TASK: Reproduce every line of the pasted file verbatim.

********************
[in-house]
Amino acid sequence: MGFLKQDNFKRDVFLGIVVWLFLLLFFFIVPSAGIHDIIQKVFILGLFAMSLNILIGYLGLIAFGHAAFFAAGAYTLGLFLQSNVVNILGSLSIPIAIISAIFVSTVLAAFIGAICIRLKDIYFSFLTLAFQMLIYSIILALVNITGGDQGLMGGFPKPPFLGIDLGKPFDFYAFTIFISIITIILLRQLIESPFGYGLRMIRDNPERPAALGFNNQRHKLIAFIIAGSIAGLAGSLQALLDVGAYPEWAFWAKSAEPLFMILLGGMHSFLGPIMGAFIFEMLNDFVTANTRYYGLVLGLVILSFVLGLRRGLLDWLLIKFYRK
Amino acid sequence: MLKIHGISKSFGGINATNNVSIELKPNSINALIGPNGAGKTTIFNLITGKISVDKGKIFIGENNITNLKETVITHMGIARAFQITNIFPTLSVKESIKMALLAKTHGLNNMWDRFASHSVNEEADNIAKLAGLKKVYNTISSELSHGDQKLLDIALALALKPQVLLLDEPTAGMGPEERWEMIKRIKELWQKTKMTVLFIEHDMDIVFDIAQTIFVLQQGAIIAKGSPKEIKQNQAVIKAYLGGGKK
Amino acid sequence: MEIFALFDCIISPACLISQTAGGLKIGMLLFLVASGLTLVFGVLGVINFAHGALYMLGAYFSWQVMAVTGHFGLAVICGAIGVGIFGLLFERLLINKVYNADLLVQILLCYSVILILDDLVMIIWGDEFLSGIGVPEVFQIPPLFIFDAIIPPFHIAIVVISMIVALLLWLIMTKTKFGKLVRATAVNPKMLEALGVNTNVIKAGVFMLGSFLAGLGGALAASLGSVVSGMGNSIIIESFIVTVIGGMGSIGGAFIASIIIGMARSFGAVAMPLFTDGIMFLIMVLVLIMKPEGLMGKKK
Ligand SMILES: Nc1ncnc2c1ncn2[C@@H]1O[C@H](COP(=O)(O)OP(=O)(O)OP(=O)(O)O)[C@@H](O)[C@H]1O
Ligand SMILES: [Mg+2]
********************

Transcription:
[in-house]
Amino acid sequence: MGFLKQDNFKRDVFLGIVVWLFLLLFFFIVPSAGIHDIIQKVFILGLFAMSLNILIGYLGLIAFGHAAFFAAGAYTLGLFLQSNVVNILGSLSIPIAIISAIFVSTVLAAFIGAICIRLKDIYFSFLTLAFQMLIYSIILALVNITGGDQGLMGGFPKPPFLGIDLGKPFDFYAFTIFISIITIILLRQLIESPFGYGLRMIRDNPERPAALGFNNQRHKLIAFIIAGSIAGLAGSLQALLDVGAYPEWAFWAKSAEPLFMILLGGMHSFLGPIMGAFIFEMLNDFVTANTRYYGLVLGLVILSFVLGLRRGLLDWLLIKFYRK
Amino acid sequence: MLKIHGISKSFGGINATNNVSIELKPNSINALIGPNGAGKTTIFNLITGKISVDKGKIFIGENNITNLKETVITHMGIARAFQITNIFPTLSVKESIKMALLAKTHGLNNMWDRFASHSVNEEADNIAKLAGLKKVYNTISSELSHGDQKLLDIALALALKPQVLLLDEPTAGMGPEERWEMIKRIKELWQKTKMTVLFIEHDMDIVFDIAQTIFVLQQGAIIAKGSPKEIKQNQAVIKAYLGGGKK
Amino acid sequence: MEIFALFDCIISPACLISQTAGGLKIGMLLFLVASGLTLVFGVLGVINFAHGALYMLGAYFSWQVMAVTGHFGLAVICGAIGVGIFGLLFERLLINKVYNADLLVQILLCYSVILILDDLVMIIWGDEFLSGIGVPEVFQIPPLFIFDAIIPPFHIAIVVISMIVALLLWLIMTKTKFGKLVRATAVNPKMLEALGVNTNVIKAGVFMLGSFLAGLGGALAASLGSVVSGMGNSIIIESFIVTVIGGMGSIGGAFIASIIIGMARSFGAVAMPLFTDGIMFLIMVLVLIMKPEGLMGKKK
Ligand SMILES: Nc1ncnc2c1ncn2[C@@H]1O[C@H](COP(=O)(O)OP(=O)(O)OP(=O)(O)O)[C@@H](O)[C@H]1O
Ligand SMILES: [Mg+2]